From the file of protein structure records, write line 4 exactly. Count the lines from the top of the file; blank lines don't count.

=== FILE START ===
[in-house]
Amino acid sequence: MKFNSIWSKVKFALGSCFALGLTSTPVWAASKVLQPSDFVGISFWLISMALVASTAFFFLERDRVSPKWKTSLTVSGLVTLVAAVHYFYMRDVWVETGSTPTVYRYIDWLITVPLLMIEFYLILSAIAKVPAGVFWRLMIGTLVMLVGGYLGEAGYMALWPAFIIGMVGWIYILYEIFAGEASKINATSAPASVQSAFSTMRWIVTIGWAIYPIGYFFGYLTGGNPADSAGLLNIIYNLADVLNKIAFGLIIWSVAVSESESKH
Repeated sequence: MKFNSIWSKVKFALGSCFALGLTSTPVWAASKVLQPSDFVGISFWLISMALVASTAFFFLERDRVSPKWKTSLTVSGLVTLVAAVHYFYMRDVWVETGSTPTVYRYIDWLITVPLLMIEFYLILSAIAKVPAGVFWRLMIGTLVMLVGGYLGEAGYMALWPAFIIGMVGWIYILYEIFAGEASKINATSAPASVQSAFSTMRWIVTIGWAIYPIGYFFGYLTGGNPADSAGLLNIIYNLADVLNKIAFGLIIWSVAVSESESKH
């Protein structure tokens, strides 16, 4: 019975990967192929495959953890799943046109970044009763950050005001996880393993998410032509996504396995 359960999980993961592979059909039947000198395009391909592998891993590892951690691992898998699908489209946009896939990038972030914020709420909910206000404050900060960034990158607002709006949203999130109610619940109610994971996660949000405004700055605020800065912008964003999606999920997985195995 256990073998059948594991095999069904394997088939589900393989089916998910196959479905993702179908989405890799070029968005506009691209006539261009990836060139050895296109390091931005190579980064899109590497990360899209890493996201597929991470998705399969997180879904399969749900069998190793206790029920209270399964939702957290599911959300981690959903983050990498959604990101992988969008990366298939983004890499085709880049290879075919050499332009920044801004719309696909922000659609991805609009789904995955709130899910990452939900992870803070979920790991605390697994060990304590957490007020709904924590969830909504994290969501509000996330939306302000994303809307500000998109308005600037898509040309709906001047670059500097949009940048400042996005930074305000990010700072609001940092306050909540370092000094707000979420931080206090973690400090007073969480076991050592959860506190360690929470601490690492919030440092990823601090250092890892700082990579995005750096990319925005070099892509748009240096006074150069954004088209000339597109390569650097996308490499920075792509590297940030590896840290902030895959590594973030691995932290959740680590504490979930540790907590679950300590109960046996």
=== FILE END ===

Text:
């Protein structure tokens, strides 16, 4: 019975990967192929495959953890799943046109970044009763950050005001996880393993998410032509996504396995 359960999980993961592979059909039947000198395009391909592998891993590892951690691992898998699908489209946009896939990038972030914020709420909910206000404050900060960034990158607002709006949203999130109610619940109610994971996660949000405004700055605020800065912008964003999606999920997985195995 256990073998059948594991095999069904394997088939589900393989089916998910196959479905993702179908989405890799070029968005506009691209006539261009990836060139050895296109390091931005190579980064899109590497990360899209890493996201597929991470998705399969997180879904399969749900069998190793206790029920209270399964939702957290599911959300981690959903983050990498959604990101992988969008990366298939983004890499085709880049290879075919050499332009920044801004719309696909922000659609991805609009789904995955709130899910990452939900992870803070979920790991605390697994060990304590957490007020709904924590969830909504994290969501509000996330939306302000994303809307500000998109308005600037898509040309709906001047670059500097949009940048400042996005930074305000990010700072609001940092306050909540370092000094707000979420931080206090973690400090007073969480076991050592959860506190360690929470601490690492919030440092990823601090250092890892700082990579995005750096990319925005070099892509748009240096006074150069954004088209000339597109390569650097996308490499920075792509590297940030590896840290902030895959590594973030691995932290959740680590504490979930540790907590679950300590109960046996």